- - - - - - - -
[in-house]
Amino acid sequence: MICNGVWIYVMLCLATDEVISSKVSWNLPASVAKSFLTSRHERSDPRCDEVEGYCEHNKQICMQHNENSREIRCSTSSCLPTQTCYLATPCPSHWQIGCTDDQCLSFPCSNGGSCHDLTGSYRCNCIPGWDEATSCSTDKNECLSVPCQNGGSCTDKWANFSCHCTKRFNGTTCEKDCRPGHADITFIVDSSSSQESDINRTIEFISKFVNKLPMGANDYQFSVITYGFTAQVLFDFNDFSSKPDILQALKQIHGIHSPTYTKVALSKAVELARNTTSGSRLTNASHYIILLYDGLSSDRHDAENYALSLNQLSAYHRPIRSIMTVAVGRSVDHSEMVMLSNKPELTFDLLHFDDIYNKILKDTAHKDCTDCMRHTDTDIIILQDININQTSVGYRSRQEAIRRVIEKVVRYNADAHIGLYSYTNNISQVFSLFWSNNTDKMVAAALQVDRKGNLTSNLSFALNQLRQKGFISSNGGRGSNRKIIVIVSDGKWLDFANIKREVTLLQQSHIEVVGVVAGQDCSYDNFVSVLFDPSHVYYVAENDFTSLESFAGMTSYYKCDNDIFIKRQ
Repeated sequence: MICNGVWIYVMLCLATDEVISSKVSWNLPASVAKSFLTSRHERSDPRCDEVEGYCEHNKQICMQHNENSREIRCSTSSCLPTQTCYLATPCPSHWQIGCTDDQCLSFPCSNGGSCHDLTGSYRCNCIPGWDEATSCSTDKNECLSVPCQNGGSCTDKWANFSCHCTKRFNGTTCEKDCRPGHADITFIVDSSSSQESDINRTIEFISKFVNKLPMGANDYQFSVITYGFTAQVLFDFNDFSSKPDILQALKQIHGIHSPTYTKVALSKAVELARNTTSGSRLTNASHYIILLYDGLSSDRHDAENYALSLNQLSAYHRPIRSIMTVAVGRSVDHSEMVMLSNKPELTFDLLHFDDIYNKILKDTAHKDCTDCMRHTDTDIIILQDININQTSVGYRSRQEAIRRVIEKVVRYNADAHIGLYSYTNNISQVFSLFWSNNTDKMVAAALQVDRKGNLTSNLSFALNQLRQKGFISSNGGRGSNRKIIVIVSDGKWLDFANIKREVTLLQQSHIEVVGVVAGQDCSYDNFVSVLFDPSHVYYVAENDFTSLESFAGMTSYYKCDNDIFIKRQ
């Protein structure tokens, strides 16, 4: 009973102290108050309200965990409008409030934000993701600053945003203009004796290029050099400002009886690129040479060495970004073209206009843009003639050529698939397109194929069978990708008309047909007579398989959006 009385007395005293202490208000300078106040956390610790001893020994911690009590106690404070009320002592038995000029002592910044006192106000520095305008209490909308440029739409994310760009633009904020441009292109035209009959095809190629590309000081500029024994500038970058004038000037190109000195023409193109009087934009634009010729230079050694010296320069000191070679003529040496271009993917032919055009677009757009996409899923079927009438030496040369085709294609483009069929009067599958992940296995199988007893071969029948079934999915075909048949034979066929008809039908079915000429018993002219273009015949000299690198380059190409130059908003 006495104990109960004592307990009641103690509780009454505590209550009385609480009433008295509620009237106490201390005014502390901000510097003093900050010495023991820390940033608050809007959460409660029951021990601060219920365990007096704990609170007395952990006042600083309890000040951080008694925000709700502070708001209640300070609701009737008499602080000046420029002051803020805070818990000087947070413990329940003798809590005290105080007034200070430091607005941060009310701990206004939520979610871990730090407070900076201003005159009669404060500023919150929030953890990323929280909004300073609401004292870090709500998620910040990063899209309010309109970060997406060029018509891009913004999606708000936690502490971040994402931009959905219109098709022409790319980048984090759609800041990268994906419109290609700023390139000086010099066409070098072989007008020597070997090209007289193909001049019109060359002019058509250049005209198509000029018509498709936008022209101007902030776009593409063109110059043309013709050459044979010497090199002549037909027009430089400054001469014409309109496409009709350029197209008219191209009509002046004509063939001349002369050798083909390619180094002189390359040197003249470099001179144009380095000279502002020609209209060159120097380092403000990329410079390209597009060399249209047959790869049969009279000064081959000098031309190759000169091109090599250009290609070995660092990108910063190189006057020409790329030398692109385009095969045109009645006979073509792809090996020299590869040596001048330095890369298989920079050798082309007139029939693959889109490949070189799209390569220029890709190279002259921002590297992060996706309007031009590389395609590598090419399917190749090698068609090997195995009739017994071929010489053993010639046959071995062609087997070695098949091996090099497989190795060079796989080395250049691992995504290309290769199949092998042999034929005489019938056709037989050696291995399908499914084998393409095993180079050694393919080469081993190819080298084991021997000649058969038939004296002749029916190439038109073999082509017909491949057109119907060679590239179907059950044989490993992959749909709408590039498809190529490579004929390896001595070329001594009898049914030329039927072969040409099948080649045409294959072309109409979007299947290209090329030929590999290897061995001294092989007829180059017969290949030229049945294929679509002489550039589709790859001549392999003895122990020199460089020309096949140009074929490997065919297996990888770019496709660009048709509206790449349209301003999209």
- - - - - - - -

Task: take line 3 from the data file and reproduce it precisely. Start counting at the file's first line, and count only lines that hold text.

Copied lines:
Repeated sequence: MICNGVWIYVMLCLATDEVISSKVSWNLPASVAKSFLTSRHERSDPRCDEVEGYCEHNKQICMQHNENSREIRCSTSSCLPTQTCYLATPCPSHWQIGCTDDQCLSFPCSNGGSCHDLTGSYRCNCIPGWDEATSCSTDKNECLSVPCQNGGSCTDKWANFSCHCTKRFNGTTCEKDCRPGHADITFIVDSSSSQESDINRTIEFISKFVNKLPMGANDYQFSVITYGFTAQVLFDFNDFSSKPDILQALKQIHGIHSPTYTKVALSKAVELARNTTSGSRLTNASHYIILLYDGLSSDRHDAENYALSLNQLSAYHRPIRSIMTVAVGRSVDHSEMVMLSNKPELTFDLLHFDDIYNKILKDTAHKDCTDCMRHTDTDIIILQDININQTSVGYRSRQEAIRRVIEKVVRYNADAHIGLYSYTNNISQVFSLFWSNNTDKMVAAALQVDRKGNLTSNLSFALNQLRQKGFISSNGGRGSNRKIIVIVSDGKWLDFANIKREVTLLQQSHIEVVGVVAGQDCSYDNFVSVLFDPSHVYYVAENDFTSLESFAGMTSYYKCDNDIFIKRQ